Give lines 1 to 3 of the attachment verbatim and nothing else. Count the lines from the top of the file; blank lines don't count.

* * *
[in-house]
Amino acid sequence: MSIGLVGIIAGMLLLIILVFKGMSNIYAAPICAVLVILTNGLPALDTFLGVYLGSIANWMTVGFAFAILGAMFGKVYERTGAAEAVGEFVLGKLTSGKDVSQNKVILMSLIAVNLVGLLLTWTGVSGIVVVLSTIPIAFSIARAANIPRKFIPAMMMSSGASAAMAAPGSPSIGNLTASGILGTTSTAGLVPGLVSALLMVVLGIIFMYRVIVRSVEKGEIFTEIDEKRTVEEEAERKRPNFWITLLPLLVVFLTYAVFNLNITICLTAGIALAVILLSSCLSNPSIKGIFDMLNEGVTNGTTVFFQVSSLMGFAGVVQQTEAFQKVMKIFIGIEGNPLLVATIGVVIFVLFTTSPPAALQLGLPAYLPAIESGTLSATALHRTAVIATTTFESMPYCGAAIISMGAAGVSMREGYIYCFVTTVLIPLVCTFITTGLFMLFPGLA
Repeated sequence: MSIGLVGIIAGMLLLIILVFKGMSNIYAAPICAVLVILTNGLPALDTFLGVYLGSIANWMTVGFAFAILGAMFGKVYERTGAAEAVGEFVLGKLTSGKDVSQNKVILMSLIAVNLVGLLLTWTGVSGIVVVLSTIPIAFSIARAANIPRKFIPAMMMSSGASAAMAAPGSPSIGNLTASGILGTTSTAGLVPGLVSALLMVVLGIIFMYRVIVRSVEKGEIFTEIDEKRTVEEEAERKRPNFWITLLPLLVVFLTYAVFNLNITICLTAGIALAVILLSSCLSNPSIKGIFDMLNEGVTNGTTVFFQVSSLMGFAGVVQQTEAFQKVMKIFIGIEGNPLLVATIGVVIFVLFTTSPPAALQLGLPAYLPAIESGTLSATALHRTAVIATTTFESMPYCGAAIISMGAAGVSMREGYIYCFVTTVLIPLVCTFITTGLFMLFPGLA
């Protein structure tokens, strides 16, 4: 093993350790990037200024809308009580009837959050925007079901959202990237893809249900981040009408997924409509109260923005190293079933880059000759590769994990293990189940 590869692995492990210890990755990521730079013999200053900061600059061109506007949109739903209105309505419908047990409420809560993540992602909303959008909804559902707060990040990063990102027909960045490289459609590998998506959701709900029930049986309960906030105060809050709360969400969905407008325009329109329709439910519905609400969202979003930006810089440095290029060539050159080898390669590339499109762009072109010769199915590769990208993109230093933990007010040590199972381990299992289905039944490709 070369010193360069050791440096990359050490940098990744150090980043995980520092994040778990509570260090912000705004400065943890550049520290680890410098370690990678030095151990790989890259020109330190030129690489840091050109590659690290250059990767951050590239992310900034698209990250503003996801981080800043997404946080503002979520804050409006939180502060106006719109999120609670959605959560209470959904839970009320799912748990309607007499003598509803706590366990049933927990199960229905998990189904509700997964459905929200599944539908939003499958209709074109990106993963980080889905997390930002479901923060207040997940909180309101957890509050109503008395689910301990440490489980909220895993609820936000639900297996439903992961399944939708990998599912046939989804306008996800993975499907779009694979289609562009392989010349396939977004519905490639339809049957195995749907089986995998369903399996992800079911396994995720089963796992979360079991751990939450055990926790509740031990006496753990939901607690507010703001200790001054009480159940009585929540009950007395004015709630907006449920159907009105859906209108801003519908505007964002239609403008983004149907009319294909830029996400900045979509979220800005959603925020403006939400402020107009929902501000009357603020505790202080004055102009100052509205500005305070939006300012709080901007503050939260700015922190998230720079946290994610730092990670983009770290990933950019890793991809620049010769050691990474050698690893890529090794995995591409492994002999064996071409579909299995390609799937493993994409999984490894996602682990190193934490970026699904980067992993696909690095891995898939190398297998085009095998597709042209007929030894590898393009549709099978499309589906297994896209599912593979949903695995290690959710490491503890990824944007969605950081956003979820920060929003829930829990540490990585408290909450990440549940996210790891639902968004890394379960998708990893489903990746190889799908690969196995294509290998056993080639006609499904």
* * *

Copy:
[in-house]
Amino acid sequence: MSIGLVGIIAGMLLLIILVFKGMSNIYAAPICAVLVILTNGLPALDTFLGVYLGSIANWMTVGFAFAILGAMFGKVYERTGAAEAVGEFVLGKLTSGKDVSQNKVILMSLIAVNLVGLLLTWTGVSGIVVVLSTIPIAFSIARAANIPRKFIPAMMMSSGASAAMAAPGSPSIGNLTASGILGTTSTAGLVPGLVSALLMVVLGIIFMYRVIVRSVEKGEIFTEIDEKRTVEEEAERKRPNFWITLLPLLVVFLTYAVFNLNITICLTAGIALAVILLSSCLSNPSIKGIFDMLNEGVTNGTTVFFQVSSLMGFAGVVQQTEAFQKVMKIFIGIEGNPLLVATIGVVIFVLFTTSPPAALQLGLPAYLPAIESGTLSATALHRTAVIATTTFESMPYCGAAIISMGAAGVSMREGYIYCFVTTVLIPLVCTFITTGLFMLFPGLA
Repeated sequence: MSIGLVGIIAGMLLLIILVFKGMSNIYAAPICAVLVILTNGLPALDTFLGVYLGSIANWMTVGFAFAILGAMFGKVYERTGAAEAVGEFVLGKLTSGKDVSQNKVILMSLIAVNLVGLLLTWTGVSGIVVVLSTIPIAFSIARAANIPRKFIPAMMMSSGASAAMAAPGSPSIGNLTASGILGTTSTAGLVPGLVSALLMVVLGIIFMYRVIVRSVEKGEIFTEIDEKRTVEEEAERKRPNFWITLLPLLVVFLTYAVFNLNITICLTAGIALAVILLSSCLSNPSIKGIFDMLNEGVTNGTTVFFQVSSLMGFAGVVQQTEAFQKVMKIFIGIEGNPLLVATIGVVIFVLFTTSPPAALQLGLPAYLPAIESGTLSATALHRTAVIATTTFESMPYCGAAIISMGAAGVSMREGYIYCFVTTVLIPLVCTFITTGLFMLFPGLA